REAL LIFE

A dentist saved my life

Her life took a surprising turn.
Supplied/Danielle Fleming Pandanus Photography

A brush with death changed Helen’s life in more ways than one.

Here, Helen MacGeachie, 46, tells the story in her own words.

Waking up, I felt the familiar bump under my tongue.

A few months earlier an ulcer had sprung up. It wasn’t sore, but it seemed to be growing.

At the back of my mouth, it was hard to see in the mirror, so I asked friends to take a look. But they couldn’t spot it either. Surely it’s not a big deal? I thought.

Between a demanding job and keeping fit, there wasn’t much time to worry about it. And I was busy dating too.

Aged 40, I’d seen my friends marry and settle down, but I just hadn’t met my Mr Right.

Going on dates wasn’t always much fun though. As we fired questions back and forth, it often felt more like a job interview than a friendly drink.

My sister Sandra and her hubby, Ian, wanted to help.  ‘Can I set you up?’ Ian asked one day. His friend Justin, 47, and I had gone to school in the same area more than 20 years earlier and I’d seen him around. ‘Doesn’t he smoke?’ I said, shaking my head.

Health conscious, I hated cigarettes and the smell.

Soon after, I decided to get the mouth ulcer checked. By now the bump had been there about six months and it felt like the size of a 10-cent coin. The doctor said if it didn’t go away in a week, he’d refer me to a specialist.

But by chance, I had a dental appointment already booked and the dentist looked at the ulcer.

‘I think you should get it checked out by a specialist,’ she said, arranging for me to go the very next day. There, they took a biopsy and two days later my phone rang. My heart sank as I was told I needed to go back.

With Sandra by my side, I listened in shock to the diagnosis.‘You have tongue cancer,’ the surgeon explained.

Sandra became tearful, but I focused on how I was going to beat it. I’m not going to die from this, I told myself.

The plan was to remove a third of my tongue and replace it with muscle from my groin, because the tissue from there is a good cosmetic match.

post surgery
Me after the surgery (Credit: Supplied)

My lymph nodes on the right side of my neck also had to go, to stop the cancer from spreading.

A month after my diagnosis, I went under the knife. Afterwards, I had a big scar and was fed through a tube, before moving on to liquidised food.

Then, I slowly learnt to talk with my new tongue, while undergoing six weeks of gruelling radiotherapy.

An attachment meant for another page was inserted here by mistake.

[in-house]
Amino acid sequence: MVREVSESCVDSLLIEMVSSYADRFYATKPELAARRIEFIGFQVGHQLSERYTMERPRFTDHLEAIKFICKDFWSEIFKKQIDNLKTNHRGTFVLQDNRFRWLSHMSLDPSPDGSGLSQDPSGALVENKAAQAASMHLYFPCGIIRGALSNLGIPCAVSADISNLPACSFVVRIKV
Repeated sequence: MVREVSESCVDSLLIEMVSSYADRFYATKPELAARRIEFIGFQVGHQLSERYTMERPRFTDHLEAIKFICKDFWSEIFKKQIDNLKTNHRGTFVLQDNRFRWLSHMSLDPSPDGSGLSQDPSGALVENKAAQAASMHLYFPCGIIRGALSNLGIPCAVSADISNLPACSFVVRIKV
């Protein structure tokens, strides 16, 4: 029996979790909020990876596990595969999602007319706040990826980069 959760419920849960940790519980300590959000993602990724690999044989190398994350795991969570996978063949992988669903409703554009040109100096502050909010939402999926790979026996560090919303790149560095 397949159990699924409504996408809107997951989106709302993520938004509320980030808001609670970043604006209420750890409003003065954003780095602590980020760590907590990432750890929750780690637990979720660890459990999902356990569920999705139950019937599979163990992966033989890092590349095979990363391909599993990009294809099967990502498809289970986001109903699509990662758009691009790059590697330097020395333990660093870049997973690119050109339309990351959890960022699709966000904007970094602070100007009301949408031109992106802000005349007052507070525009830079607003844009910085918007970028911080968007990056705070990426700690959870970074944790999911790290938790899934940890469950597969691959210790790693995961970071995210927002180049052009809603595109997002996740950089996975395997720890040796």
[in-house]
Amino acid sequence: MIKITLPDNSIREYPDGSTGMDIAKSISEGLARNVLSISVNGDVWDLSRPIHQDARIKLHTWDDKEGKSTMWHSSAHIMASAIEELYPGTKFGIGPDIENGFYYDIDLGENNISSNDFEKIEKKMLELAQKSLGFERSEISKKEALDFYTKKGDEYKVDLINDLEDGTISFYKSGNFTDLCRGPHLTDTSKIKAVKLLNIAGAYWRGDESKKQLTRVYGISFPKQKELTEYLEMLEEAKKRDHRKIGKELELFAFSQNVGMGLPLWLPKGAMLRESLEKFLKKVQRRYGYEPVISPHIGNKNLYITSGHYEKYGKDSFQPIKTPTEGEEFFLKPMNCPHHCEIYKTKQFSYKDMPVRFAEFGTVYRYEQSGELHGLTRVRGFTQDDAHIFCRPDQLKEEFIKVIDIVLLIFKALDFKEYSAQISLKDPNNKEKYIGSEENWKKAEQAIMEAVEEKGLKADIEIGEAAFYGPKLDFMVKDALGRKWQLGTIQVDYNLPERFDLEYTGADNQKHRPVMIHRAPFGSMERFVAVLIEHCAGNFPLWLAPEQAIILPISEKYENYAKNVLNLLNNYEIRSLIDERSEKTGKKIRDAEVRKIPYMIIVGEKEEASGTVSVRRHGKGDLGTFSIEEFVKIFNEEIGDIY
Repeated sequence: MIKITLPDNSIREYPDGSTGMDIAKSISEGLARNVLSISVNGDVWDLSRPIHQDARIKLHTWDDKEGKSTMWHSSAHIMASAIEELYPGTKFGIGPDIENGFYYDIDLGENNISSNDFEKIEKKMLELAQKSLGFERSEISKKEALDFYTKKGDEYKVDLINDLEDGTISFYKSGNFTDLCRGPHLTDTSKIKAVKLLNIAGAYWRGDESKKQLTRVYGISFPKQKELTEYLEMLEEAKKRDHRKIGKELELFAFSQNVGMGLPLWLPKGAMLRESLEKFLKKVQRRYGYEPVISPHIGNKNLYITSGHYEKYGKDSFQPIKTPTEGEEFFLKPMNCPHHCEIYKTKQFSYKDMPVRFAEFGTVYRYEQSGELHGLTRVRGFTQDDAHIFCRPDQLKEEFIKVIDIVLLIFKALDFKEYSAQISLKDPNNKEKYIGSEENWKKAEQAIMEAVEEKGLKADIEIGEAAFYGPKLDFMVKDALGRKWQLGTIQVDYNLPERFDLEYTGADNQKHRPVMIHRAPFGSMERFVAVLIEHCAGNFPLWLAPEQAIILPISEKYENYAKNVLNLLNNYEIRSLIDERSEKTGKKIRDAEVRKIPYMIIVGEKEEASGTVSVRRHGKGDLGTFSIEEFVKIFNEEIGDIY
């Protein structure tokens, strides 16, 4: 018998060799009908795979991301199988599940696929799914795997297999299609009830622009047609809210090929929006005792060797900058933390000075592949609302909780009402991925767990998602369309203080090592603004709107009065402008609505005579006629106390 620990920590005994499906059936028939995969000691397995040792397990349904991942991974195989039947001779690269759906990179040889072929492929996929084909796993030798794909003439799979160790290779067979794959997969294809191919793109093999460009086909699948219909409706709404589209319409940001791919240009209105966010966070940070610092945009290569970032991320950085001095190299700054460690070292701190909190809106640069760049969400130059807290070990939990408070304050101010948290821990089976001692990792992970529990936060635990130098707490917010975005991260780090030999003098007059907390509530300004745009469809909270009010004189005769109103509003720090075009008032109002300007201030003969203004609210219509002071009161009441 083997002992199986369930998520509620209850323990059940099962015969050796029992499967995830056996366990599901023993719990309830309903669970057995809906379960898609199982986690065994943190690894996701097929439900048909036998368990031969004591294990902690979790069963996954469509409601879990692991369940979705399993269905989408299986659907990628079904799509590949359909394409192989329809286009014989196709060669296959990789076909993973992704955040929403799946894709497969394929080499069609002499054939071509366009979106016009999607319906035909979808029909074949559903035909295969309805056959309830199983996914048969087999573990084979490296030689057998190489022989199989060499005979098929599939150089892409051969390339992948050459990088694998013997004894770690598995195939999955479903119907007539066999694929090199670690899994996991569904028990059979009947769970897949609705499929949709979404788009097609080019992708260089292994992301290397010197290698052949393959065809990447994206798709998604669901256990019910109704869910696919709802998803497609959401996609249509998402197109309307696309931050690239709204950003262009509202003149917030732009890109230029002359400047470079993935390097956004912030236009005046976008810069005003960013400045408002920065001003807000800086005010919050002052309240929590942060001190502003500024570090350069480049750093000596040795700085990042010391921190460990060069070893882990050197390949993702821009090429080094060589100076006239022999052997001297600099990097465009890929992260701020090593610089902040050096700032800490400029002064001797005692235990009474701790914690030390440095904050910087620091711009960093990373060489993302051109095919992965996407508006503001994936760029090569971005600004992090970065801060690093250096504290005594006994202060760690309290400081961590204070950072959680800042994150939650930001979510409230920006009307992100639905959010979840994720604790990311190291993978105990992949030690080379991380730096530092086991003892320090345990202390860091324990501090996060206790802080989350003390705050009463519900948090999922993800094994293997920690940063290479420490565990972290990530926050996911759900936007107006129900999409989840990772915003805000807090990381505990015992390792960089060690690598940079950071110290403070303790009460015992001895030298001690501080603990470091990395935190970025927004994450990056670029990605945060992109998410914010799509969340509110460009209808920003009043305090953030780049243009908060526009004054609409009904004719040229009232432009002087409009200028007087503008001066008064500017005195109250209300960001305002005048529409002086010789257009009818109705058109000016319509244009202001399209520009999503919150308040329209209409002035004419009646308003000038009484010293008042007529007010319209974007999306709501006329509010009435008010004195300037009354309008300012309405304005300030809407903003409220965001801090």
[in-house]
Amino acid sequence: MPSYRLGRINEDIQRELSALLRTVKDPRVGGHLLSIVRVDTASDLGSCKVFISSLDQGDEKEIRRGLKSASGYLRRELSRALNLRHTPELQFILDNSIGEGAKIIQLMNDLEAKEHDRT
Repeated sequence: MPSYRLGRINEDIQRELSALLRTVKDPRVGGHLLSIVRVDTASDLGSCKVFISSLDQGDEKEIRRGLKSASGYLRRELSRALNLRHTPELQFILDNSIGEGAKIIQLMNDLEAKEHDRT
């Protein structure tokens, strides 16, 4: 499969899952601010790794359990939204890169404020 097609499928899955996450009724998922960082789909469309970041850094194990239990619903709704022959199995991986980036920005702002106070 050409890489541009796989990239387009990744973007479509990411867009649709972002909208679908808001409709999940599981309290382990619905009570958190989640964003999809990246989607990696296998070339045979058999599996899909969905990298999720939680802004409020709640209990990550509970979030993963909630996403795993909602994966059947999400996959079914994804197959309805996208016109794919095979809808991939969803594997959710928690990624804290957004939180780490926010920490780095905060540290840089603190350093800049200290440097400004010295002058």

By the end, my mouth was sore and burnt, and I had gone from 55 kilos to just 46.

Throughout it all, my friends and family were my absolute rocks.

Slowly but surely, my mouth healed, and with the help of speech therapy, I learned to talk clearly again.

Two years later, I was over the moon when I was given the all clear. But surviving cancer had changed my attitude to life – and love. Life’s too short to wait for a man to come along, I decided. It was time to focus on the things I could control.

So, I stopped looking for love and concentrated on my job, friends and my hobbies, like fitness and yoga.

I also became an ambassador for Beyond Five, a charity that works to improve the quality of life for people with head
and neck cancers.

Free from feeling like I always needed to be on the look out for a potential match, I found myself happier than I had been in many years.

scar
My scar where the lymph nodes were removed (Credit: Supplied)

Then, in November 2015, I was in the supermarket when I bumped into Justin. ‘Why have you and me never gone for a drink?’ he grinned. ‘Because you never asked me!’ I laughed.

I might have decided not to waste time chasing love, but my post-cancer attitude was to seize the day! And, so what if he was a smoker? I thought.

Cancer had taught me that you never know what’s around the corner, and the little things don’t matter.

So we went for a drink and I found the conversation flowed easily. When smoking came up, I was in for a surprise. ‘I quit five years ago!’ Justin said.

The more time we spent together, the more I liked him. Soon, we were in love and a year later we moved in together.

Going into a relationship at a time when I was happy with my life made all the difference.

If I hadn’t had my brush with death, I might never have found him, I realised. Amazingly, my cancer had led me to love.

In October 2016, I went to Sri Lanka by myself.

Coming back late from the airport, I found Justin had already gone to bed. As I climbed in, he turned towards me. ‘Will you marry me?’ he asked. ‘Yes!’ I beamed.

Three months later, we had a beautiful ceremony by the beach in front of our loved ones.

Swapping vows, I was over the moon to share my life with the man I loved.

Fighting cancer was a terrible experience, but finding Justin truly was the silver lining. Now, I try to enjoy each and every day. You never know what life has in store for you.

wedding day
Our wedding day (Credit: Danielle Fleming Pandanus Photography)

Read more in this week’s issue of that’s life!, on sale now.

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